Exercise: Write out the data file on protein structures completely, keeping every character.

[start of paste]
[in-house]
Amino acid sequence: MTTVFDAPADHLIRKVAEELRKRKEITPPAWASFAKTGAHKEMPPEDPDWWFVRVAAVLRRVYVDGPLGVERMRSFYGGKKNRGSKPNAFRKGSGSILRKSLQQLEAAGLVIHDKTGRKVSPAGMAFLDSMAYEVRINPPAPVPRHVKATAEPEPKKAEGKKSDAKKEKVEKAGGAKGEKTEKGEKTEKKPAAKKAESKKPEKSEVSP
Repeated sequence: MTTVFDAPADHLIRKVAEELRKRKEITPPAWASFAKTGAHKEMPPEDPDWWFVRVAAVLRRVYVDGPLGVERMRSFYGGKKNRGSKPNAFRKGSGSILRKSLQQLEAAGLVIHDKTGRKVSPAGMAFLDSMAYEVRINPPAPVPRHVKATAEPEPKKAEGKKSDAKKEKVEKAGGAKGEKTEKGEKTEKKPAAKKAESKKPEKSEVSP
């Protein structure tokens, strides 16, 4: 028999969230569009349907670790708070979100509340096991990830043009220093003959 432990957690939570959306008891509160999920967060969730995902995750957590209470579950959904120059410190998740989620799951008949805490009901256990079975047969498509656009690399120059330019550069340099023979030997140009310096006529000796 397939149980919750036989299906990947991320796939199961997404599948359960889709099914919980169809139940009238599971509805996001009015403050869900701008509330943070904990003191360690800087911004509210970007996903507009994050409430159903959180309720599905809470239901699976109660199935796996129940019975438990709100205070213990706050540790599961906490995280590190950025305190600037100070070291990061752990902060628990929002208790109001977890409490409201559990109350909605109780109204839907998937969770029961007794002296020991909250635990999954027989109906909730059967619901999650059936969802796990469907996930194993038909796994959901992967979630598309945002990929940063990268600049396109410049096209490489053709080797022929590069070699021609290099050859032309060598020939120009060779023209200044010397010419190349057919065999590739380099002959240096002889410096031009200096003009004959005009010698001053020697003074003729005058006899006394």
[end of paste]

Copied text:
[in-house]
Amino acid sequence: MTTVFDAPADHLIRKVAEELRKRKEITPPAWASFAKTGAHKEMPPEDPDWWFVRVAAVLRRVYVDGPLGVERMRSFYGGKKNRGSKPNAFRKGSGSILRKSLQQLEAAGLVIHDKTGRKVSPAGMAFLDSMAYEVRINPPAPVPRHVKATAEPEPKKAEGKKSDAKKEKVEKAGGAKGEKTEKGEKTEKKPAAKKAESKKPEKSEVSP
Repeated sequence: MTTVFDAPADHLIRKVAEELRKRKEITPPAWASFAKTGAHKEMPPEDPDWWFVRVAAVLRRVYVDGPLGVERMRSFYGGKKNRGSKPNAFRKGSGSILRKSLQQLEAAGLVIHDKTGRKVSPAGMAFLDSMAYEVRINPPAPVPRHVKATAEPEPKKAEGKKSDAKKEKVEKAGGAKGEKTEKGEKTEKKPAAKKAESKKPEKSEVSP
């Protein structure tokens, strides 16, 4: 028999969230569009349907670790708070979100509340096991990830043009220093003959 432990957690939570959306008891509160999920967060969730995902995750957590209470579950959904120059410190998740989620799951008949805490009901256990079975047969498509656009690399120059330019550069340099023979030997140009310096006529000796 397939149980919750036989299906990947991320796939199961997404599948359960889709099914919980169809139940009238599971509805996001009015403050869900701008509330943070904990003191360690800087911004509210970007996903507009994050409430159903959180309720599905809470239901699976109660199935796996129940019975438990709100205070213990706050540790599961906490995280590190950025305190600037100070070291990061752990902060628990929002208790109001977890409490409201559990109350909605109780109204839907998937969770029961007794002296020991909250635990999954027989109906909730059967619901999650059936969802796990469907996930194993038909796994959901992967979630598309945002990929940063990268600049396109410049096209490489053709080797022929590069070699021609290099050859032309060598020939120009060779023209200044010397010419190349057919065999590739380099002959240096002889410096031009200096003009004959005009010698001053020697003074003729005058006899006394």